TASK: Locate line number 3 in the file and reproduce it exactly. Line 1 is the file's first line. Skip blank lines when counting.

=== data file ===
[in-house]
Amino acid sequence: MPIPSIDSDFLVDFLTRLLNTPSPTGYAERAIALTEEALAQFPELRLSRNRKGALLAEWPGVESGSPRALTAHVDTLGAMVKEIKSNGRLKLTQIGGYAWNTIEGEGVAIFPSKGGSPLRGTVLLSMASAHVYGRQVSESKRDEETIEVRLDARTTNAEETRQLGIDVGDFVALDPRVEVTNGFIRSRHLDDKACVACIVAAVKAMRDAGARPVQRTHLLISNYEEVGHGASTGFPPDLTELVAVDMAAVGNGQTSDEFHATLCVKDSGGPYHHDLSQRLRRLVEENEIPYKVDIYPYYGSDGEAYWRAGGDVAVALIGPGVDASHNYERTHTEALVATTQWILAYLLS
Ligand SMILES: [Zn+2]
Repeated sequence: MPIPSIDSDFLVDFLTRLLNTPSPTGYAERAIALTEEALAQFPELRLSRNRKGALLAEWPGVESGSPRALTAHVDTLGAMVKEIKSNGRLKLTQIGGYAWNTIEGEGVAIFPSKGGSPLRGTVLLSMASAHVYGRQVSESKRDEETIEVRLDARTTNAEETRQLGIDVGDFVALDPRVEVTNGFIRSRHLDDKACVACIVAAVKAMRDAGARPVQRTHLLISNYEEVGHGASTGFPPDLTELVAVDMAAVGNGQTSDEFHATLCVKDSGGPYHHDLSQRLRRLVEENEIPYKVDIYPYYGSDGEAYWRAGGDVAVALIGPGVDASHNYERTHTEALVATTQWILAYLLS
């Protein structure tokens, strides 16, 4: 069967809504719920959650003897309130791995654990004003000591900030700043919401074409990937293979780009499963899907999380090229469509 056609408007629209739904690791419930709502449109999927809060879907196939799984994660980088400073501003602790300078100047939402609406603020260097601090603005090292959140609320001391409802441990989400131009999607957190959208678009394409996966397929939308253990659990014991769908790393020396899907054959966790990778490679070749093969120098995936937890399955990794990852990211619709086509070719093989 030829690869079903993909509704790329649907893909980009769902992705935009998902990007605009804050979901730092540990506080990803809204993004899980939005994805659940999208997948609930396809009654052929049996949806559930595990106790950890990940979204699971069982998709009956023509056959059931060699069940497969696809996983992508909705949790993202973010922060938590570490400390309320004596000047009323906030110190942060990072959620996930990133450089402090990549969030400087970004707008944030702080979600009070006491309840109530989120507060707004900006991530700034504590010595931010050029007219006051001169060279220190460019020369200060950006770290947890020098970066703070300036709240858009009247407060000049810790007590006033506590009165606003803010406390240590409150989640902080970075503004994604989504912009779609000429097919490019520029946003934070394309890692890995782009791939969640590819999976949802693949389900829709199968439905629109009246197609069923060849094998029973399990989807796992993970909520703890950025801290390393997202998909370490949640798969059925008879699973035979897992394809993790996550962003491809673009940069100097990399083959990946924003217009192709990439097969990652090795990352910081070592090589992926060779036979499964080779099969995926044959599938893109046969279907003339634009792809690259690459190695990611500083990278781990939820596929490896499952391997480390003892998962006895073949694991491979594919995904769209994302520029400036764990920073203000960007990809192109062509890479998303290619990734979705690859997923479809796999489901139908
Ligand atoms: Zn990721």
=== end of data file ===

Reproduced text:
Ligand SMILES: [Zn+2]